In 2015, 3,477 people were killed and 391,000 people were injured in motor vehicle crashes involving distracted drivers.
2013 U.S. Cell Phone and Driving Statistics
In 2013, 3,154 people were killed in distraction-related crashes.
About 424,000 people were injured in crashes involving a distracted driver.
In 2013, 10% of all drivers ages 15 to 19 involved in fatal accidents were reported to be distracted at the time of the crash.
2012 U.S. Cell Phone and Driving Statistics
In 2012, 3,328 people were killed in distraction-related crashes.
About 421,000 people were injured in crashes involving a distracted driver.
In 2012, 11% of drivers under age 20 involved in fatal accidents were reported to be distracted at the time of the crash.
One-fourth of teenagers respond to at least one text message every time they drive and 20% of teens and 10% of parents report having multi-text message conversations while driving.
2012 National Survey on Distracted Driving Attitudes and Behaviors
Nearly half (48%) of drivers admit to answering their cell phones while driving.
Of those who answered their phones while driving, 58% of drivers continued to drive while talking on the phone.
In the survey, 24% of drivers reported that they are willing to make a phone call while driving.
One in 10 drivers surveyed said that, at least sometimes, they send text messages or emails while driving.
Of the drivers surveyed, 14% said they read text messages or emails while driving.
A majority of respondents supported laws that banned talking on cell phones, texting, or emailing while driving.
2012 Texting Pedestrian Study
Researchers from the University of Washington monitored 20 of Seattle's busiest intersections and observed the following:
Pedestrians who text are 4x less likely to look before crossing the street, cross in crosswalks, or obey traffic signals.
They also found that texting pedestrians take an average of two seconds longer to cross the street.
Was this the same company that got busted after Four Corners blew the whistle on them forcing drivers to drive illegally? I seem to remember that they eventually got off with use of a good legal team. There has been mention that they are self insured and hence motivated to seek damages in a civil court and it is interesting that they have to use agency drivers who are likely unaware of that company's attitudes to it's drivers.. I deal with convicted truck and bus drivers doing gaol time and a fair % of conviction and sentencing outcomes is down to the strength of the legal team defending and weakness/strength of prosecuting team. This bloke was not supported by his employer (the agency) and was self represented so didn't stand a chance.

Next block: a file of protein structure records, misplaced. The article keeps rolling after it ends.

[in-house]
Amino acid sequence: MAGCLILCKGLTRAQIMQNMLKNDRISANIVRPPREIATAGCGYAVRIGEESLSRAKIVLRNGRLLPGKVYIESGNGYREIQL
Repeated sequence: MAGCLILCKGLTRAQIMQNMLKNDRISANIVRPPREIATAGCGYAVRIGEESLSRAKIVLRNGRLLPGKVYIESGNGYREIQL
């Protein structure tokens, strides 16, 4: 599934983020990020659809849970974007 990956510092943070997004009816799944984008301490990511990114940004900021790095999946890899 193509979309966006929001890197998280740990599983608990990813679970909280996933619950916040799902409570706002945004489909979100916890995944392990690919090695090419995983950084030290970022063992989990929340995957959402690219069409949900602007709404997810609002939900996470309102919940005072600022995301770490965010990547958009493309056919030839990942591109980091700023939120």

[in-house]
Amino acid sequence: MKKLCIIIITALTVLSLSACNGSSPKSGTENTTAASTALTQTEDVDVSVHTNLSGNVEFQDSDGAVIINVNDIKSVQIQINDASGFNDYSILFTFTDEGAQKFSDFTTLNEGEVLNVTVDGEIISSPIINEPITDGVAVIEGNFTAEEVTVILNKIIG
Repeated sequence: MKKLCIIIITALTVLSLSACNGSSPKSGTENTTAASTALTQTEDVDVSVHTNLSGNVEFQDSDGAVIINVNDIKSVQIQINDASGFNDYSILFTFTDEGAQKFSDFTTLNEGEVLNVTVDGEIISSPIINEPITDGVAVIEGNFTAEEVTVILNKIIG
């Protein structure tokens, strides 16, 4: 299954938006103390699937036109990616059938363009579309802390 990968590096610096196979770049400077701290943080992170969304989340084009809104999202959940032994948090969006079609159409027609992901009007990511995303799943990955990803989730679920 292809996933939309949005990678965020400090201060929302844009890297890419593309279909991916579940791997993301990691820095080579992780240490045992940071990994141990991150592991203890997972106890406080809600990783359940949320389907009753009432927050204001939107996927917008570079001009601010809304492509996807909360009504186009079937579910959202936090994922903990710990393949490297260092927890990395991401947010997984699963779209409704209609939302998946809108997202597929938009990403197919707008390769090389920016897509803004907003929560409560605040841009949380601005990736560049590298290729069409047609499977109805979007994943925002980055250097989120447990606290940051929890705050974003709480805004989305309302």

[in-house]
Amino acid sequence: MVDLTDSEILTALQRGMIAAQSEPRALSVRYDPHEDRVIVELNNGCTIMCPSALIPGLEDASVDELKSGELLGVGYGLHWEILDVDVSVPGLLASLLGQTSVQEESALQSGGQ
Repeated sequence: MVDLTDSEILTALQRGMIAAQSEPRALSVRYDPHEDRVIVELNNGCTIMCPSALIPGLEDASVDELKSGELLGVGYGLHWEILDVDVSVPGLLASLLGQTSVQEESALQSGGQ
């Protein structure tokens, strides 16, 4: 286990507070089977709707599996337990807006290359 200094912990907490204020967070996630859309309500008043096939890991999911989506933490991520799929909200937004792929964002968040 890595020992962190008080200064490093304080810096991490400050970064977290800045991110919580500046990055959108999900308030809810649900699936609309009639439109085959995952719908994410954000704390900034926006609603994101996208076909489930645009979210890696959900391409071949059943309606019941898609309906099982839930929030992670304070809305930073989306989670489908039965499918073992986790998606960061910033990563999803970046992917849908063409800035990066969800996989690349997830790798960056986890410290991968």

Every law case is down to the strength and weaknesses of the prosecuting and defending team.
In this case he was on a hiding to nothing as he had already been convicted of a criminal offence. In a lesser case he would have automatically been sentenced to pay compensation to people he had damaged. The claim was not for all the woke reasons many court cases revolve around such as pain, suffering and mental anguish or in this case loss of use of the truck. All they hit him up for was the actual physical damage to the vehicle and the load.
His employer had no reason to be involved unless they were also being sued for providing poorly vetted or incompetent drivers to the trucking company.
I think the poor bugger just did something we all have in the full knowledge it is not only illegal but exceedingly dangerous. Little different to a double line crossing accident. It is fashionable to avoid any responsibility in today's society but he had nobody on the fringes to suck in so had to carry the can.
He can take some satisfaction that the size of his consequences might shock many people and could well save people dying.
Just my opinion.
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The texting business is plain outright criminal behavior.
As far as phone calls go the holding in the hand offence is a complete bullshit cop-out. It is not where your hand is it is where your mind is. As you said ALL phones should be disabled in a vehicle. Bluetooth and hands free are a free ticket to kill somebody.
Every single person who talks on a phone, hand held or remote, immediately loses the outside situational plot. In fact many times you see random braking, dropping speed and lane wandering from some idiot looking down at the speaker while involved in a conversation.
They have the technology but no guts to bring it in.